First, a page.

Albanian Mountain Landscape


When my husband Billy and I ended our visit to Albania last spring, we had a somewhat unpleasant experience while driving the road that leads from Saranda to the Greek border town Kakavia.  As a way of preventing crimes such as drug trafficking and vehicle theft, police often will park on the side of the road, then wave down each car that comes by.  Sort of like a mini-roadblock except that if you really wanted to just keep driving past, it wouldn’t be that hard (which consequently is exactly what cousin Yonie did one time while we were in the car, to our complete delight).  So anyway, there we were driving along the sleepy country road around dusk, when a policeman wearing a yellow vest started waving at us with his little red stop sign to pull over.  Although we had all the necessary documents including an affadavit from Billy’s mother giving us permission to drive her little black Opel Astra, the policeman stated the document needed to be translated into Albanian (it was obtained from the Greek police station where she lives, and thus was written in Greek).  Argument ensued, and only when the second police officer discovers that he knows our relatives who live in Saranda, do they give us a break and let us go.

Coastal Albania road signFast-forward to this past December during our last visit.  We decided to make our drive to Albania a night one, which might not have been the best idea but there we were.  Big surprise when we see the guy dressed in police-navy and the construction-vest yellow step out into the road, waving us down with the little mini stop sign.  This time though, we had a plan.  Billy greeted the officer with a “hello”, and acted as though he only knew a little Albanian, while I leaned over and eagerly offered “Passports?” with a helpful look on my face and showing both of our American passports.  The policeman took a quick look at us, and without another word, waved us on through.  What a refreshing alternative to all the other times we have had to deal with Albanian cops.  This exact scenario happened 3 more times during our drive that night.  Every time, the officers (who I suppose were reluctant to break out their rusty English language skills) asked zero questions and just motioned for us to pass by.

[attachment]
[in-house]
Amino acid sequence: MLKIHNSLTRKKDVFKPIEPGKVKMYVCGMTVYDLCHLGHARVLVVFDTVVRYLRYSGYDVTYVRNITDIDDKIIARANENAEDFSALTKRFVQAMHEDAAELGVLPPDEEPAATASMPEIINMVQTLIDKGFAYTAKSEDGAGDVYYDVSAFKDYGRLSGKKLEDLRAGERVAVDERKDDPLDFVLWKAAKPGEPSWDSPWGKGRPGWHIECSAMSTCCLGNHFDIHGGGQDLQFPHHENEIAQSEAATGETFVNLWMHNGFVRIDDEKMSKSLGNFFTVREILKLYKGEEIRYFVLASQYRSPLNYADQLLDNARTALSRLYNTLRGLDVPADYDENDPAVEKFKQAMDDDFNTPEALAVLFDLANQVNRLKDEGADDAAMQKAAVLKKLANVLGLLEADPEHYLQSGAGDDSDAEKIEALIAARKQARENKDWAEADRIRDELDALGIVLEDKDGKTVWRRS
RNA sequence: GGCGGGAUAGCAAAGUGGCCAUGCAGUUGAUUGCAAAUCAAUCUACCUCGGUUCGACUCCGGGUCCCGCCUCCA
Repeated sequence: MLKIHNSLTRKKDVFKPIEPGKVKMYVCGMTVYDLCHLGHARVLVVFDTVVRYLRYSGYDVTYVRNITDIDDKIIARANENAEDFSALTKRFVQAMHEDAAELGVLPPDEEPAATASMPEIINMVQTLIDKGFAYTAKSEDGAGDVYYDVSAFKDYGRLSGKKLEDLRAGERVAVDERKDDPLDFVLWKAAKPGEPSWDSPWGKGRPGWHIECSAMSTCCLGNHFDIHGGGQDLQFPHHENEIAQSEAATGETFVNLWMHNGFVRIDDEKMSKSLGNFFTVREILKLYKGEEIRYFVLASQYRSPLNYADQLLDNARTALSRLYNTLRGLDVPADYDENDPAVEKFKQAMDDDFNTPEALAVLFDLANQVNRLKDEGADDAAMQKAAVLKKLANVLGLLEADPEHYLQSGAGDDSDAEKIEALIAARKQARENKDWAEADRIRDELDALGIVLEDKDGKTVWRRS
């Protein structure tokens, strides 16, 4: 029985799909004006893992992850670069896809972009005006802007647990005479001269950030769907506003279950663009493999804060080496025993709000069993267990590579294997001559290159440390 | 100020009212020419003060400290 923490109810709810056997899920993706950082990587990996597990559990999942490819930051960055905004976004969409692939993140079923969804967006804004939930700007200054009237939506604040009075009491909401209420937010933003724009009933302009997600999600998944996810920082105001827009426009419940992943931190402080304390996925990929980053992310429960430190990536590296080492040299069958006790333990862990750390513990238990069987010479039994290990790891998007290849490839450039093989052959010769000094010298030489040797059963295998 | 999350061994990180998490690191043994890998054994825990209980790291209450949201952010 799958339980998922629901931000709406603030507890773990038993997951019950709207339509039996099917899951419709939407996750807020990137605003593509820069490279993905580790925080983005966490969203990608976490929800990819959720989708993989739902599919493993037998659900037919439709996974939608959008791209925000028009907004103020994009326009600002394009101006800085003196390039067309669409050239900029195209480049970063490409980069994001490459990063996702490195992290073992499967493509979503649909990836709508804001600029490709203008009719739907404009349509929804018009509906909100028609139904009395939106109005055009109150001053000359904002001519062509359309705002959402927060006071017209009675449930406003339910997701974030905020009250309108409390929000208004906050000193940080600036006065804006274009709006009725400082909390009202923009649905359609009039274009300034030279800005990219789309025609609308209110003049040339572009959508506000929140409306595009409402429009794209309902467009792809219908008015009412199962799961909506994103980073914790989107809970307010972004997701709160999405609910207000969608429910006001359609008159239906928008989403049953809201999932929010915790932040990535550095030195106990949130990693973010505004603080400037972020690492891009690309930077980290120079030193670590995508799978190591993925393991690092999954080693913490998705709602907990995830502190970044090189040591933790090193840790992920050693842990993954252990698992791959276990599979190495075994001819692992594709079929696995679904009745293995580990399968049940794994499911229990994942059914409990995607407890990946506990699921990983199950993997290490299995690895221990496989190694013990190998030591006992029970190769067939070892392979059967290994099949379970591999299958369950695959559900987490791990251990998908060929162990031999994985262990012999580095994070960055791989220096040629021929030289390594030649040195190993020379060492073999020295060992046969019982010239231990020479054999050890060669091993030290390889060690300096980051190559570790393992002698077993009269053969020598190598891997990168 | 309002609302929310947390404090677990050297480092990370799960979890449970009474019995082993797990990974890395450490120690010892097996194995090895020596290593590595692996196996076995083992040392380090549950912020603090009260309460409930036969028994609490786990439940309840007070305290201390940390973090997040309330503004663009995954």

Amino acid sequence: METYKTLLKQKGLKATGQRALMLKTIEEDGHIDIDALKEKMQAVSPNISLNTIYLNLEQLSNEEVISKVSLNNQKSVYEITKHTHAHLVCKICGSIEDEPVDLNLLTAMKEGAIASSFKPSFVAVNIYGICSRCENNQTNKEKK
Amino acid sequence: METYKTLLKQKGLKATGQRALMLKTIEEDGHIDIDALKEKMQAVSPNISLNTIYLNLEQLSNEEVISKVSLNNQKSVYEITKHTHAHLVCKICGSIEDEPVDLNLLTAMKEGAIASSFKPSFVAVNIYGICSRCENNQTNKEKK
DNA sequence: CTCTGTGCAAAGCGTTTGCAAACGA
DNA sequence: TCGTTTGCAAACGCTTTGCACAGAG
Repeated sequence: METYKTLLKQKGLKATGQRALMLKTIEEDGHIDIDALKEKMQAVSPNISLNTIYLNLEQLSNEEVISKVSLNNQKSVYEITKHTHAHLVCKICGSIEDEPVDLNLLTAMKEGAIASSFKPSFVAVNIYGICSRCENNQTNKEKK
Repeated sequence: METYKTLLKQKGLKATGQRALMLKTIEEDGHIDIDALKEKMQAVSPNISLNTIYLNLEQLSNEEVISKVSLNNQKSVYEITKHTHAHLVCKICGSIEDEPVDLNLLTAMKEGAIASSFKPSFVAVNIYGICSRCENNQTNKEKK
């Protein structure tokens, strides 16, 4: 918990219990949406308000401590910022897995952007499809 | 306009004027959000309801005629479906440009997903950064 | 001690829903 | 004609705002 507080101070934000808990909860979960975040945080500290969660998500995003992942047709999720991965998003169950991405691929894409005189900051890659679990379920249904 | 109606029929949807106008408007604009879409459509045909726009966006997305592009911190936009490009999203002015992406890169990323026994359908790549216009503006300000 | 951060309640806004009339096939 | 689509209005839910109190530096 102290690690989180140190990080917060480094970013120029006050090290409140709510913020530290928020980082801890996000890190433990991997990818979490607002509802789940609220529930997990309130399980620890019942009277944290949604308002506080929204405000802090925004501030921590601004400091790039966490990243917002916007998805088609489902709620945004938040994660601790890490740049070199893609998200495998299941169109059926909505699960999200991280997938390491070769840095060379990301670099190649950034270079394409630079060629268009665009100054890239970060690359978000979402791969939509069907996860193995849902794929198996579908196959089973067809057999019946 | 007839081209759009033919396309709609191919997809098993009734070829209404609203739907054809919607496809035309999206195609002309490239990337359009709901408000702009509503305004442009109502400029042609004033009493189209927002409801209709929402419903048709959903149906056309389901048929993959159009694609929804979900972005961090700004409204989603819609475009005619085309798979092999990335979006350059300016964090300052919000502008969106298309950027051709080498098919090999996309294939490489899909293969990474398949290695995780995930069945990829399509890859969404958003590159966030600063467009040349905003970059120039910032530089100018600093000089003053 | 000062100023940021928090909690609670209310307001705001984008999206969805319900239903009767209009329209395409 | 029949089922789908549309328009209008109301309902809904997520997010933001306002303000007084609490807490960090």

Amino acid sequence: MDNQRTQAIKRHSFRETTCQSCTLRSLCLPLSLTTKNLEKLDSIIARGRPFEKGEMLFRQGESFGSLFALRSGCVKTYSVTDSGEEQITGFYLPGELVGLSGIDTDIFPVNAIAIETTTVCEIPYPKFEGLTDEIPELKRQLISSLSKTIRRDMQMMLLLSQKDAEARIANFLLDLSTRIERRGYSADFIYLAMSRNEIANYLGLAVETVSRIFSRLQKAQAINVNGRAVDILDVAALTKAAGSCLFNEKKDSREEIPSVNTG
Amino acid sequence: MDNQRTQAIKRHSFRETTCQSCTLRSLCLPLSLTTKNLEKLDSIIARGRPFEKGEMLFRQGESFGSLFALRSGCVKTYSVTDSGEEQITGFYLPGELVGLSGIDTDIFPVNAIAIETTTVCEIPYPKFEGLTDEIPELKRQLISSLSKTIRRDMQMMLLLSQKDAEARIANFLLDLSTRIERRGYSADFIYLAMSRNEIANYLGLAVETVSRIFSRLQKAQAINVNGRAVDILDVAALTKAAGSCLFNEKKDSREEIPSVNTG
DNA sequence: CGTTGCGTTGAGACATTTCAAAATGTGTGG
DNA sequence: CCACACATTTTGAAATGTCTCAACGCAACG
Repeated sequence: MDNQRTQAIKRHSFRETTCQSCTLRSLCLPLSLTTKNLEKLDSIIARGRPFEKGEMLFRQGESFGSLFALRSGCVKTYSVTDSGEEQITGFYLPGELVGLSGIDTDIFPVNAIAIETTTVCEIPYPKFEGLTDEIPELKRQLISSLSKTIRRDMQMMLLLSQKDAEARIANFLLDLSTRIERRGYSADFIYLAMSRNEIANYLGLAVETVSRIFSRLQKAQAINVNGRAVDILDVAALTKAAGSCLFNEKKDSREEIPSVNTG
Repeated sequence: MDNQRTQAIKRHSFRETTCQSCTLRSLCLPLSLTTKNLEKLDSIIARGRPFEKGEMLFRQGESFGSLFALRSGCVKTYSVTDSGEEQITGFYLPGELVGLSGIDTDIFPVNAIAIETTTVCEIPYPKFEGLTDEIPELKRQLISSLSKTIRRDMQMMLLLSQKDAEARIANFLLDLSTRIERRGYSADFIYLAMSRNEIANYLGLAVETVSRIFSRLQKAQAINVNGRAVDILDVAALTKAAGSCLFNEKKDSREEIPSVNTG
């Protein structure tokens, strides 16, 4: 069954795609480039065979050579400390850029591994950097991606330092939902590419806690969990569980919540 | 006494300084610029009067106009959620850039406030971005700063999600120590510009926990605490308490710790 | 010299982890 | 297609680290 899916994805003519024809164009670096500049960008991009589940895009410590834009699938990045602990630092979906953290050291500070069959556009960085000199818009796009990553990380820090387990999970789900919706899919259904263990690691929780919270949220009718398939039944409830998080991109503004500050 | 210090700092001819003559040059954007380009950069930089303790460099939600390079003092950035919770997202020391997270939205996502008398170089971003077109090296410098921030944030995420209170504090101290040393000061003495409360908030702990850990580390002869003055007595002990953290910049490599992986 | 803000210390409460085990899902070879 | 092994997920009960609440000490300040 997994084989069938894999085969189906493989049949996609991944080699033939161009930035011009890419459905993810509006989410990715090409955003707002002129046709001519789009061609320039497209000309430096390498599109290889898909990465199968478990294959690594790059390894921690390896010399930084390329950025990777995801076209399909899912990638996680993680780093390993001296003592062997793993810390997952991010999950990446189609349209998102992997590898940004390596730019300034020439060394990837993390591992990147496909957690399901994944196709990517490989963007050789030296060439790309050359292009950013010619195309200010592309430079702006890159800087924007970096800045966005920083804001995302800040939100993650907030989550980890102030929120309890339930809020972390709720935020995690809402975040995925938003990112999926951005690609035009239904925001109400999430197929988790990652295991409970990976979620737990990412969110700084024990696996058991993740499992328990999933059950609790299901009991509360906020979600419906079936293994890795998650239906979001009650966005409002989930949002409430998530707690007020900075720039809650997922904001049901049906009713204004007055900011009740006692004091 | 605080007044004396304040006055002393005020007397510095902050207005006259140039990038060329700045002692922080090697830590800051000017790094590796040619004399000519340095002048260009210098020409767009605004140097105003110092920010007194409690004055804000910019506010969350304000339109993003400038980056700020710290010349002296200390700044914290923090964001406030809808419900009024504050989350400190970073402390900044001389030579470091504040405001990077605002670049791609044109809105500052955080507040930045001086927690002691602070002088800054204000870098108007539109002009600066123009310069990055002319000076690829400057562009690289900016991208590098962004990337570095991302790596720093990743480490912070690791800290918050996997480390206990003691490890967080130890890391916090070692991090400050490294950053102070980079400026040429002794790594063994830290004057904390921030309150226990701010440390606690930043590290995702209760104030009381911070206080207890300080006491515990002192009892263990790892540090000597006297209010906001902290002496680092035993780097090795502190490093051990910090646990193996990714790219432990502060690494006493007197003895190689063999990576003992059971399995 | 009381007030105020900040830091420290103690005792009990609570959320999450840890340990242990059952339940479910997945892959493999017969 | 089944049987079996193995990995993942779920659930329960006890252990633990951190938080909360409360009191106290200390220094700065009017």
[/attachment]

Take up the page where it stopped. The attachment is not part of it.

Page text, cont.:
Albanian Mercedes

Albania has more Mercedes Benz per capita than Germany

It’s not that Albanian Police aren’t justified in pulling people over.  Most likely their efforts are an attempt to limit vehicle theft (or rather, the transport of stolen vehicles into Albania) and also drug trafficking.  Albania is a European Union “potential candidate country”, and made it’s official EU application in 2009, but before they can enter they need to make serious improvements on corruption and organized crime.  It’s thought that many of the Mercedes Benz cars on the road (you can’t throw a stone without hitting one) were stolen from places like Germany and Italy, then brought into Albania with help from bribes to customs officials.  Many Albanians themselves though are weary of the cops being corrupt, and attest that they only pull people over in order to extract a bribe in exchange for being let go hassle-free.  Honestly I myself am skeptical since the cop in my first story was threatening to take us and our car to the station, a little overly-dramatic if you ask me.

Sheep crossing in Albanian coastal village

Police will slow you down as much as a sheep crossing in Albania

With that being said, if you ever decide to drive while visiting Albania, don’t be alarmed if you are pulled over for no apparent reason.  And even if you’re an ex-pat like my husband who knows a fair amount of Albanian, just feign ignorance and offer your foreign passport to make your identity clear.


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